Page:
In the decade of 1980, Kundu used to run a shop of chemical medicines. He was prone to diseases. Also, he saw many farmers dying due to cancer. He got overwhelmed. Racked with guilt he started working for benefit of farmers. "I have researched for 10 years in order to find ways to substitute chemical fertilizers and pesticides. Moreover, I've made products from herbs. It will prevent harmful impact of insects. I've substituted Fungicides, Pesticides, and Weedicides. Farmers want to practice poison-free farming weather it is organic or natural farming," said Ishwar Guddu.
Integrated Pest Management jolted to a start
After the Green Revolution, farmers limited the use of pesticides and fertilizers. In 1970, Integrated Pest Management jolted to a start. It explains alternative methods to save crops from insects and weeds. Impact of insects is controlled through this process. This method is favorable to the environment.
Farmers use pesticides whenever their crops are subjected to insects or diseases. Not only these pesticides are unreasonably high, but also, they affect the health of farmers and crops. Also, it reduces fertility of soil. However, farmers can also practice pesticide-free farming. That process is known as Integrated Pest Management. This alternative is easy, cheap and chemical-free.
Gaon Connection met and conversed with many farmers, and agro-scientists from different states of the country. We could infer that farmers want to practice chemical-free farming. The purview of organic farming has increased. However, farmers are doing organic farming on their own. They did not get any facilitation from the government.
Organic farming -- a fashion plate for the government
"Budget of organic farming in India is .001 % comparing to concessions that Multinational Corporations receive. However, adopting natural ways and biodiverse farming will benefit India. This method can only deal with climatic changes. We have also proved that," said Dr Vandana Shiva, environmentalist. She runs an institution Navdanya. It deals in preserving indigenous seeds.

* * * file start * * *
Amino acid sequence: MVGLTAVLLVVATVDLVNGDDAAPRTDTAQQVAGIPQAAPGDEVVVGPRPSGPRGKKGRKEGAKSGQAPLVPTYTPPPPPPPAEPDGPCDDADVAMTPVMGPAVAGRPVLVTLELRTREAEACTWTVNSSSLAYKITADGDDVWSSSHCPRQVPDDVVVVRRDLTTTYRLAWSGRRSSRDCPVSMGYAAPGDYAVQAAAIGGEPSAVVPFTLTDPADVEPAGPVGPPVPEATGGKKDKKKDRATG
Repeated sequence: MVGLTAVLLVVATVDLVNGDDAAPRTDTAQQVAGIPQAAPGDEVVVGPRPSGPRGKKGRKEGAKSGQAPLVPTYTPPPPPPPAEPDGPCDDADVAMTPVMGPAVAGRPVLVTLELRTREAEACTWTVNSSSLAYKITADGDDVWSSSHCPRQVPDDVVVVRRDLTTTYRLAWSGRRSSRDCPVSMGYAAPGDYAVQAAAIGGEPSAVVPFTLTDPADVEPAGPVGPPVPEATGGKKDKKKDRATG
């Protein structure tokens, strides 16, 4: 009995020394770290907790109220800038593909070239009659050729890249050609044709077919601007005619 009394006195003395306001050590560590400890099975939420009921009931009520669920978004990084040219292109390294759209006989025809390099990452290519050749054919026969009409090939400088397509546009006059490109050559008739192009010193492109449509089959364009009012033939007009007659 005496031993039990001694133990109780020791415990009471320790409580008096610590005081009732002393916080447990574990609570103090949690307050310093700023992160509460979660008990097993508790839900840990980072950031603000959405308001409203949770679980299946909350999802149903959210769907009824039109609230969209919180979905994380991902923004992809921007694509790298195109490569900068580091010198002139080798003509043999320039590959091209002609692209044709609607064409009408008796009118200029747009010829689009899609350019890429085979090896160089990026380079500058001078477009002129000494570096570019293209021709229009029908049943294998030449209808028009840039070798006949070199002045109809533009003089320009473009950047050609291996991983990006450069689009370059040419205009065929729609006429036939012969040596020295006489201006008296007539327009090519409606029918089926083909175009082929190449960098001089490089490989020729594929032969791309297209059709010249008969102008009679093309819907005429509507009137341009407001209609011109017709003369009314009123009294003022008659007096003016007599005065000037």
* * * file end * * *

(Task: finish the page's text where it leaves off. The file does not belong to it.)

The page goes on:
"Pesticides are mostly used in protecting fruits and vegetables. While, pesticide-free farming can also be done. 80% farmers wish to practice pesticide-free farming. There were certain problems in chemical-free farming. We have identified such bacteria and micronutrients. That research has provided scientific authentication to it," said Dushyant Mishra, chief scientist at Indian Agricultural Research Council, Meerut.
Dr Mahendra Madhup claims government to be a major barrier for farmers. He is senior agro-journalist in Rajasthan. Also, he is the director of Mission Scientist Parivaar. "Natural farming is the continual step of organic farming. This process will occur for more than 100-200 years. The government has been providing subsidy for organic farming to farmers. However, it is bill of goods. Whatever goods we have they offer at subsidy for Rs 100, we get that for Rs 45 in the local market."
Such microorganisms are abundant in nature
Organic pesticides are prepared using various microbe, bacteria, fungus, virus and herbs. Neem dependent pesticides are made naturally. Azadirachtin and other metabolite are present in the Neem Oil. They affect insects. "The government is motivating farmers to use organic pesticides. It grants 75% facilities on its usage," says, LS Yadav, deputy director of the Agricultural Protection Department in Uttar Pradesh.
This is Part 3 of our series Farming 2.0: Go Desi